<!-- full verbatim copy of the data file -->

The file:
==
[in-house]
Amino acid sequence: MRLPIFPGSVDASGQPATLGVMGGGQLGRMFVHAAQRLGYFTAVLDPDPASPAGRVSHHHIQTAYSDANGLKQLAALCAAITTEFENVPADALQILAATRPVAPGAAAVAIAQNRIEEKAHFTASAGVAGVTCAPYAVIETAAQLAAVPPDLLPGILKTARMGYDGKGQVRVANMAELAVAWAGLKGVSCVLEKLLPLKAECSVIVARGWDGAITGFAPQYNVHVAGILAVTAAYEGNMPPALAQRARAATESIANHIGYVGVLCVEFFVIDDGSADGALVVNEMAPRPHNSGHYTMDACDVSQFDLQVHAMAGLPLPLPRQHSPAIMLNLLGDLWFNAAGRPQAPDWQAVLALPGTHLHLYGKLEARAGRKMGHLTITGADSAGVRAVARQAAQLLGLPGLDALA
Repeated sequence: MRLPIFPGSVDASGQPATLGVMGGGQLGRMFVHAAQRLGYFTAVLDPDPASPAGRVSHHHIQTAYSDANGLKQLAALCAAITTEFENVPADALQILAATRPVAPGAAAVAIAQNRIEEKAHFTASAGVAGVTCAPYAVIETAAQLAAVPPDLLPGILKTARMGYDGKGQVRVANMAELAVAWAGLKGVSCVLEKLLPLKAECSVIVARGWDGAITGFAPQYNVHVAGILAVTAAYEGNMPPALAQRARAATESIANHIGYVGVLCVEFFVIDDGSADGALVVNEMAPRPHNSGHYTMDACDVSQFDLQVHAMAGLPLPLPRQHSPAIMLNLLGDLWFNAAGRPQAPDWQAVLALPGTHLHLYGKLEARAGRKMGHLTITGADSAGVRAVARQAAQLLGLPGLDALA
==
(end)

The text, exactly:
[in-house]
Amino acid sequence: MRLPIFPGSVDASGQPATLGVMGGGQLGRMFVHAAQRLGYFTAVLDPDPASPAGRVSHHHIQTAYSDANGLKQLAALCAAITTEFENVPADALQILAATRPVAPGAAAVAIAQNRIEEKAHFTASAGVAGVTCAPYAVIETAAQLAAVPPDLLPGILKTARMGYDGKGQVRVANMAELAVAWAGLKGVSCVLEKLLPLKAECSVIVARGWDGAITGFAPQYNVHVAGILAVTAAYEGNMPPALAQRARAATESIANHIGYVGVLCVEFFVIDDGSADGALVVNEMAPRPHNSGHYTMDACDVSQFDLQVHAMAGLPLPLPRQHSPAIMLNLLGDLWFNAAGRPQAPDWQAVLALPGTHLHLYGKLEARAGRKMGHLTITGADSAGVRAVARQAAQLLGLPGLDALA
Repeated sequence: MRLPIFPGSVDASGQPATLGVMGGGQLGRMFVHAAQRLGYFTAVLDPDPASPAGRVSHHHIQTAYSDANGLKQLAALCAAITTEFENVPADALQILAATRPVAPGAAAVAIAQNRIEEKAHFTASAGVAGVTCAPYAVIETAAQLAAVPPDLLPGILKTARMGYDGKGQVRVANMAELAVAWAGLKGVSCVLEKLLPLKAECSVIVARGWDGAITGFAPQYNVHVAGILAVTAAYEGNMPPALAQRARAATESIANHIGYVGVLCVEFFVIDDGSADGALVVNEMAPRPHNSGHYTMDACDVSQFDLQVHAMAGLPLPLPRQHSPAIMLNLLGDLWFNAAGRPQAPDWQAVLALPGTHLHLYGKLEARAGRKMGHLTITGADSAGVRAVARQAAQLLGLPGLDALA